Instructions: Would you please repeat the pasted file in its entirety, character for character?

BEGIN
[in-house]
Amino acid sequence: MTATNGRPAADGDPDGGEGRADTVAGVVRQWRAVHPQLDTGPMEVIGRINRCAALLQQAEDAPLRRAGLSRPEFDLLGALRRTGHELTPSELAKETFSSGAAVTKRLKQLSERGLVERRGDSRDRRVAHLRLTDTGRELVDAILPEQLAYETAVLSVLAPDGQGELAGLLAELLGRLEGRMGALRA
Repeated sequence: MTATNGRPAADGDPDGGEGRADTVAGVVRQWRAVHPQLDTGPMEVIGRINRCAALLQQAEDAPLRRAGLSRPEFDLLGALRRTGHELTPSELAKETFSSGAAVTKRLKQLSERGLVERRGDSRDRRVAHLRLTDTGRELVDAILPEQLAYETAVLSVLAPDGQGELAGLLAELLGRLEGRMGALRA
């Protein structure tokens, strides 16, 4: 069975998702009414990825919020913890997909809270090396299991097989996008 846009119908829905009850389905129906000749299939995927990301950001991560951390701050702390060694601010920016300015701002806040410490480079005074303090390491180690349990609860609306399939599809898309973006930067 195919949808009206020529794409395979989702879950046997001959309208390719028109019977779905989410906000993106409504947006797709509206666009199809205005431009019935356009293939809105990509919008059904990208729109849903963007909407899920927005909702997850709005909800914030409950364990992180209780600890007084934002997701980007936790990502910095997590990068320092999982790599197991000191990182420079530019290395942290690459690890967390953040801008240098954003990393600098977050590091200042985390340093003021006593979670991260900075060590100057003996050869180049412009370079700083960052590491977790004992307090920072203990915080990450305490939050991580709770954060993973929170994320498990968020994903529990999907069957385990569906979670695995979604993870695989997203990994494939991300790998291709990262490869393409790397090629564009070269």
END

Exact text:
[in-house]
Amino acid sequence: MTATNGRPAADGDPDGGEGRADTVAGVVRQWRAVHPQLDTGPMEVIGRINRCAALLQQAEDAPLRRAGLSRPEFDLLGALRRTGHELTPSELAKETFSSGAAVTKRLKQLSERGLVERRGDSRDRRVAHLRLTDTGRELVDAILPEQLAYETAVLSVLAPDGQGELAGLLAELLGRLEGRMGALRA
Repeated sequence: MTATNGRPAADGDPDGGEGRADTVAGVVRQWRAVHPQLDTGPMEVIGRINRCAALLQQAEDAPLRRAGLSRPEFDLLGALRRTGHELTPSELAKETFSSGAAVTKRLKQLSERGLVERRGDSRDRRVAHLRLTDTGRELVDAILPEQLAYETAVLSVLAPDGQGELAGLLAELLGRLEGRMGALRA
């Protein structure tokens, strides 16, 4: 069975998702009414990825919020913890997909809270090396299991097989996008 846009119908829905009850389905129906000749299939995927990301950001991560951390701050702390060694601010920016300015701002806040410490480079005074303090390491180690349990609860609306399939599809898309973006930067 195919949808009206020529794409395979989702879950046997001959309208390719028109019977779905989410906000993106409504947006797709509206666009199809205005431009019935356009293939809105990509919008059904990208729109849903963007909407899920927005909702997850709005909800914030409950364990992180209780600890007084934002997701980007936790990502910095997590990068320092999982790599197991000191990182420079530019290395942290690459690890967390953040801008240098954003990393600098977050590091200042985390340093003021006593979670991260900075060590100057003996050869180049412009370079700083960052590491977790004992307090920072203990915080990450305490939050991580709770954060993973929170994320498990968020994903529990999907069957385990569906979670695995979604993870695989997203990994494939991300790998291709990262490869393409790397090629564009070269």